Itinerant Artists/Screen Painters

I know that most of you know that my partner, look Carole, cialis and I had a wonderful little business that we started back in 1999. We had the most fun! We painted Rufus Porter style murals in private homes throughout Delaware and Pennsylvania. I guess you could call us itinerant artists, pharm although we didn’t travel state to state. Rufus Porter was an itinerant painter from the 18th century. He painted in private homes, for those that couldn’t afford expensive imported wallpaper, and he did it for room and board. Well, in my paper this morning, I read an article about other itinerant painters from the Baltimore, MD. area. These artists painted on screens.


Yes, screens, the kind we have in our windows and doors. I have never heart of this before and thought you might like hearing about it too.


Screen art got it’s start around 1913, in Baltimore, MD., when an immigrant grocer, William Oktavec, decorated the screen door of his store, with images of the produce and meats that were sold inside. A neighbor asked if he could paint on her screen door to prevent people peeping inside. Soon this idea spread. The heyday was in 1920-1930, when neighborhoods of row homes, had its own screen painter. This is Betty Piscor, 80 years young, and she owns a few original Oktavec painted screens. They’re seasonal art, she says. People used to display them only in the Spring and Summer, when they had their doors and windows flung open. Most all of the screens in her collection, like the majority in Baltimore, have the same quaint country scene, a little cottage with a red roof, trees, mountains and swans. I love this idea for the beach area. In Rehoboth Beach, DE., there are lots of the original cottages from the 19th century. What a great idea to have their screens painted. At the beach, people are always trying to see inside these sweet little cottages. Did I mention that although you can’t see in, you CAN SEE OUT. Anyone out there interested in starting this charming artform?
Happy day

6 Responses to “Itinerant Artists/Screen Painters”

  1. tj Says:

    …Well I can’t think of anyone else who should take this artform and run with it other than YOU Miss Carole! ;o) Who better one might ask than a Rufus Porter painter such as yourself?! Maybe become a “featured artisan” in ones own Artisan Store? Hmmm?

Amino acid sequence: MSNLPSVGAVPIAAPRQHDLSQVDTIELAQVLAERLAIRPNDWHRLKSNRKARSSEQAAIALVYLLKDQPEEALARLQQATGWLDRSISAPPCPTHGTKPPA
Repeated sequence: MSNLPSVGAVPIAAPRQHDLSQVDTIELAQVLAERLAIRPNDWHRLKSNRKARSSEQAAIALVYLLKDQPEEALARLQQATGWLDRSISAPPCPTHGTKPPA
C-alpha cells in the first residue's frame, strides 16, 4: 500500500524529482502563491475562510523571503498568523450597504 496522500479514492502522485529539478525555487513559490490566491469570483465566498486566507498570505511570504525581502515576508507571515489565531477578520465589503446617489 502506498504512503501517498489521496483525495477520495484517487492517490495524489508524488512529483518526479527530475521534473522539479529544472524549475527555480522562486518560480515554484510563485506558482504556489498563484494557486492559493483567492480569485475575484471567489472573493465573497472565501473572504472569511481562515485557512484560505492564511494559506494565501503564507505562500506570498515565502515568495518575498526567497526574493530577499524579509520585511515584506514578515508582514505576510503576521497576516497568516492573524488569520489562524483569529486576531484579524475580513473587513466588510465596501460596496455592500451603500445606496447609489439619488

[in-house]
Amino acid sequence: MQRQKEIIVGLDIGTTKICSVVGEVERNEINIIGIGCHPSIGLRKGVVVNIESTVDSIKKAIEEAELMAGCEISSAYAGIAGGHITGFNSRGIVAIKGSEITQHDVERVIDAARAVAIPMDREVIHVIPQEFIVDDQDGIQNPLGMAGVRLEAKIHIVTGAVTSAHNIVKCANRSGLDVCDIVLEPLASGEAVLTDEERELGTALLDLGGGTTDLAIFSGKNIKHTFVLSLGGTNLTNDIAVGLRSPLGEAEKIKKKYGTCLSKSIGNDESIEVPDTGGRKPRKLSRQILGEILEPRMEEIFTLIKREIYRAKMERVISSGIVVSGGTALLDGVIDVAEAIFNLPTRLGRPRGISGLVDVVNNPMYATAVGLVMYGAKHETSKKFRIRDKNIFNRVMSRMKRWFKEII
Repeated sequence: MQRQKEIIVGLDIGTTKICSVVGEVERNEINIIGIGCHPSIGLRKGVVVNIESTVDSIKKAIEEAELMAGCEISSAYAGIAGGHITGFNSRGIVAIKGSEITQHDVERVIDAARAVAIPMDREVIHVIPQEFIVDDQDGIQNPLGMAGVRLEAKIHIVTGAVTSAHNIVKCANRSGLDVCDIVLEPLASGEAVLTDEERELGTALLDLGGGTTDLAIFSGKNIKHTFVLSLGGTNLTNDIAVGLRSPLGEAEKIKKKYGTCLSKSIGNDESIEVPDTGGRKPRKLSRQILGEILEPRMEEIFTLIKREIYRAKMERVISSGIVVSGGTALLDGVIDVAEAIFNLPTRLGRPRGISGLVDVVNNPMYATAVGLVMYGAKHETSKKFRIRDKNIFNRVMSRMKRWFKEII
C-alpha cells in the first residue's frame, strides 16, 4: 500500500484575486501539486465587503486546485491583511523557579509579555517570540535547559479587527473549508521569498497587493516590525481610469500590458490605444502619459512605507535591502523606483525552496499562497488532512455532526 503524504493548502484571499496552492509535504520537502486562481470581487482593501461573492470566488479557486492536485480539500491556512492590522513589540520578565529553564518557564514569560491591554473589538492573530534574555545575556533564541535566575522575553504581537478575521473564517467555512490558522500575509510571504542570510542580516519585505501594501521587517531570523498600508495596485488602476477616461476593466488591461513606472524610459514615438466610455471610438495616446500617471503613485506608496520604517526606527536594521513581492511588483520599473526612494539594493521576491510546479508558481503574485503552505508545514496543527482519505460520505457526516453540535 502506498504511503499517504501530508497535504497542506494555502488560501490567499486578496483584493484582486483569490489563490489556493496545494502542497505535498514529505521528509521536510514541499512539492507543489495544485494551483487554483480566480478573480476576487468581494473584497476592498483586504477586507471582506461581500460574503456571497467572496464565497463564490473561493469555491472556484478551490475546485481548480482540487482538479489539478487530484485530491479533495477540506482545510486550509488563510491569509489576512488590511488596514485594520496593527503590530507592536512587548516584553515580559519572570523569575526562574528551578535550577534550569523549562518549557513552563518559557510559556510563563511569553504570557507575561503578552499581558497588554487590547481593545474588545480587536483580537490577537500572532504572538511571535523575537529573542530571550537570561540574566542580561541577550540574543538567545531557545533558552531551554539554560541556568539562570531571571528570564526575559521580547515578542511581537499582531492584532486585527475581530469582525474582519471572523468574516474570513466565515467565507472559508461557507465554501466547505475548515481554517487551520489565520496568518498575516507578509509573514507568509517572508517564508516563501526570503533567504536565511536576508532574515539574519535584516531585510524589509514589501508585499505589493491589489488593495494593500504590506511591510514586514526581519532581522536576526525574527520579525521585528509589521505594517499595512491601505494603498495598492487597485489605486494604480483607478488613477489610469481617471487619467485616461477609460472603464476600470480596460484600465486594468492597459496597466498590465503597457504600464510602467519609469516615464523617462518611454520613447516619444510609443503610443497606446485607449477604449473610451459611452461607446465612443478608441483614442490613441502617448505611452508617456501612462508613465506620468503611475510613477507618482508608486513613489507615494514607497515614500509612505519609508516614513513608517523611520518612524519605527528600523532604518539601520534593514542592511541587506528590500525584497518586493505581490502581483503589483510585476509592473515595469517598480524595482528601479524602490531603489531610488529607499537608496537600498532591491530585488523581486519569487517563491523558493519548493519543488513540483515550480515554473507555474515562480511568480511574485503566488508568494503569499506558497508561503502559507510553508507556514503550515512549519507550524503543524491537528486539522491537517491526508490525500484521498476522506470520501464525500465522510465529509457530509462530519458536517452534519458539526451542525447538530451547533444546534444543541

…Love this concept. I wonder how it is done and how is it that one can see out but others cannot see in?

    …Thanks for sharing!

    …Enjoy your weekend and blessings too… :o )

  2. Judy Says:

    How interesting….I never knew this bit of history…however at The Mill Property in Morgantown, PA I just purchased an olde screen….hubby took it apart and put an olde handle on each of the wooden sides to hang ( looks like a sign) – I was going to stencil something on it…like the olde screen doors that were on country grocery stores advertising such things as “Wonder Bread”….remember those?? You always have the most interesting knowledge….glad I visit your blog…and hopefully I will be able to do something “interesting” with our olde screens….Judy

  3. Carole Says:

    hi tj, if only I had more time and the days were twice as long, i could do everything i wanted. right?

    hi there, Judy. thank you. i am so glad you found it interesting. i sure did. yes, i do remember the screen doors to the little markets, but i remember Bond Bread. i thought of that when i read the article. it gave me a good feeling. why not try painting your screen. sorry it rained on you “herb day”. it looks like it was fun. are you close to morgantown?

  4. Lisa Says:

    I sure didn’t know people used to do this. I to remember the old bread advertisements. We have a quaint little grocery in Bevier, a very small town near ours. It had an old bread screen door for many, many moons. It would be fun to paint on an old screen, thanks for the idea.

  5. Dolly Says:

    Painted screens are wonderful!
    I did it many years ago to an old screen door!
    It turned out soooo cute and you really can’t see in….but from the inside you cannot see the painting!
    Its easy too ladies!

    Hugz, Dolly

  6. Carole Says:

    Hi Dolly. It’s so nice to have you visit. I don’t think I remember hearing from you before, so welcome to my blog, and thanks so much for leaving a comment. hope you come again soon.

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